A brief glimpse is all we need to learn why Kennosuke called Yukina ‘princess.’ Yet for his stalwart protection of the lookalike from robotic monsters, he is thrown in a cell, where he dreams of a time that has long since passed.
Meanwhile, Yukina, who pushed the red button that released him from his long slumber, is told to “stay put” by her mother, at least until they has a better picture of what’s going on.
Yukina does not stay put.
Her mom leaves her phone behind—again—allowing her to escape about the same time Ouma does. It seems that fate was meant to bring these two together.
Kennosuke has been moving so fast, it isn’t until he and Yukina have a moment to breathe that he realizes…she isn’t the princess. He voices he’s upset in a most amusingly old-fashioned manner, but when his cockpit-cube arrives and transforms into a ‘steed’ at his command, he still puts Yukina in the copilot seat. She’s not the real deal, but could she be a descendant? A reincarnation?
Yukina blasts past Mika and other shelterers as the steed takes her and Kennosuke to his “Black Relic”, the centuries-old equivalent (and likely template) for the UN’s GAUS suits (which don’t appear this week).
Once outside in the world, Kennosuke is, not unreasonably, very confused and disoriented. The mountains are familiar, but what’s with the lake? “A wonder of human ingenuity,” says Yukina. “Deceptive drivel!” says Kennosuke.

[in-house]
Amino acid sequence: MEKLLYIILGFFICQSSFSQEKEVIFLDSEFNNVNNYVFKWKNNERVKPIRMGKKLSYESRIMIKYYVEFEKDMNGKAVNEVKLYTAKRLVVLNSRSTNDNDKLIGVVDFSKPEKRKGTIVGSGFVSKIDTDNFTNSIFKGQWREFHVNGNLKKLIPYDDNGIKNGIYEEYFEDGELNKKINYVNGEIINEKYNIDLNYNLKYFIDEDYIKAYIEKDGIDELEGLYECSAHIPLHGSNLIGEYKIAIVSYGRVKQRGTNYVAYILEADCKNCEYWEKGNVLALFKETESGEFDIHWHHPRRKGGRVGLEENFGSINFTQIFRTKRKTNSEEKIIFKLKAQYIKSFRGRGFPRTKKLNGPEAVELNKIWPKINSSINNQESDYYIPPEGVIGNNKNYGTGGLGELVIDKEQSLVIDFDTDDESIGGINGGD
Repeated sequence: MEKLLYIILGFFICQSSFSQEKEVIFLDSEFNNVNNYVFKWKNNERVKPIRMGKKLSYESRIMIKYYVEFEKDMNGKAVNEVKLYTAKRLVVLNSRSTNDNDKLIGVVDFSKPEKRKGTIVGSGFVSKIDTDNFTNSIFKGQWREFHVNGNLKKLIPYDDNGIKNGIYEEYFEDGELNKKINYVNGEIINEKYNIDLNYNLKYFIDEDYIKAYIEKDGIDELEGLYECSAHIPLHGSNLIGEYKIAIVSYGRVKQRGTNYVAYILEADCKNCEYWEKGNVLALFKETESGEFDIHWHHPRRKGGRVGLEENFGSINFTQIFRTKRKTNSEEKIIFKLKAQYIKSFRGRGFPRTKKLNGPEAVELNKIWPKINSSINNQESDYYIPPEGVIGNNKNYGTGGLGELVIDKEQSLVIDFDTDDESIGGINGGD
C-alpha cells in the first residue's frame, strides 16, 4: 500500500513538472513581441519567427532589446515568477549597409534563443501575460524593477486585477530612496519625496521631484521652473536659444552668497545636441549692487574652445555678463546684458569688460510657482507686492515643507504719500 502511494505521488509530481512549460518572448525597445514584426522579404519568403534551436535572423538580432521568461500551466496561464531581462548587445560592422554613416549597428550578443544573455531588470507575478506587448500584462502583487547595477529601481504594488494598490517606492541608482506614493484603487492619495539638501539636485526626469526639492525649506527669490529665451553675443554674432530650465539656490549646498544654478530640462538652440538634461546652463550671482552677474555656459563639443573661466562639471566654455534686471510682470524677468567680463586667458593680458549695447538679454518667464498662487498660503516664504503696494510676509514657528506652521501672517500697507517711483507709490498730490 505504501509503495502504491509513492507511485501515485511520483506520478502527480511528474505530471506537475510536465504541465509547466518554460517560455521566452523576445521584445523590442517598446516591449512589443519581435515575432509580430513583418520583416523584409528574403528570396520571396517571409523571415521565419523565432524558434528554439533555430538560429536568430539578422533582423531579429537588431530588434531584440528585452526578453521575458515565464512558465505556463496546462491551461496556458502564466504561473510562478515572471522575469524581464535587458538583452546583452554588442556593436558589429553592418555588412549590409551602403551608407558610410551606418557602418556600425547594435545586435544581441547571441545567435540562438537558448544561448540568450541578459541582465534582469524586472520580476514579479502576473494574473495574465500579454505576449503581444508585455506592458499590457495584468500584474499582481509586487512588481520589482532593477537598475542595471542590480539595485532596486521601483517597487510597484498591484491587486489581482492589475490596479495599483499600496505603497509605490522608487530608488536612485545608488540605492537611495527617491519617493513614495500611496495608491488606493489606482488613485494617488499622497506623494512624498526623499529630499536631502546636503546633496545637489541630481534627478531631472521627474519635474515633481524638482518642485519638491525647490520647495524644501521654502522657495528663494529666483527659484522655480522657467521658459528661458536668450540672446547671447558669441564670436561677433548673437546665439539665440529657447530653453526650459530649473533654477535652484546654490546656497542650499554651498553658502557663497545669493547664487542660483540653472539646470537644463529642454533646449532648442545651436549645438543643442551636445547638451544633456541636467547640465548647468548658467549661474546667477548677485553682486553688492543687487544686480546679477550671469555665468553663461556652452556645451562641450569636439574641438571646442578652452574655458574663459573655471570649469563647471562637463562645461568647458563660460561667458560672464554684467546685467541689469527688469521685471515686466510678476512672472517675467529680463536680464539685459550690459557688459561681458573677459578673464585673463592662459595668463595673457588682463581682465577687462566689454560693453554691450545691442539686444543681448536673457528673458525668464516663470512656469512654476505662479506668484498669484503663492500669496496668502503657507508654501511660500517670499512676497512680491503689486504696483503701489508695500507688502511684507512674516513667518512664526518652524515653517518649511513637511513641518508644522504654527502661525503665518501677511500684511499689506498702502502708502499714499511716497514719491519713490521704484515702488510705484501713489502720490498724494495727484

Similarly, the buildings of the city they approach appear to him like giant tombstones, which they will actually become if the yellow scourge, which Ken calls an Oni or “Demon”, is allowed to stomp around unchallenged.
I dig Ken’s archaic way of speaking, as well as his almost complete unpreparedness for being in the modern world (despite, you know, piloting the giant mecha) Yukina, for her part, remembers her father’s tales of demons coming to devour everyone, suspects that’s now what’s going on, and perceptively declares this situation “the pits!”
Fortunately, Ken was right to put Yukina in the copilot’s seat, because not only does she understand the relic’s interface, she serves as an invaluable second set of senses in their battle with said demon. The JSDF and ASDF’s conventional military forces are completely worthless against the beast, so it’s Ken and Yukina or nothing.
The battle itself is heartening, not just because it brings a ferocious energy that was somewhat lacking last week, but again shows Ken still a lot to learn about modern urban combat. He’s understandably rusty, but thanks to Yukina, he stays alive and his relic is undamaged, while they score a hit on the yellow demon and force it to retreat, ascending up to an infernal mothership lurking in orbit.
In hindsight, these first two episodes work far better as a double episode than separately, with the true climax not arriving until the city battle this week, which puts Yukina and Ken on more equal footing as co-pilots. This may seem like ‘the pits’ to Yukina now, but it’s also a definite path forward.
Where before she was simply drifting about, unsure of how to become the successor to her mom she assumed everyone around her expected her to be, now she has the means to become something else entirely; something just as important, if not more so.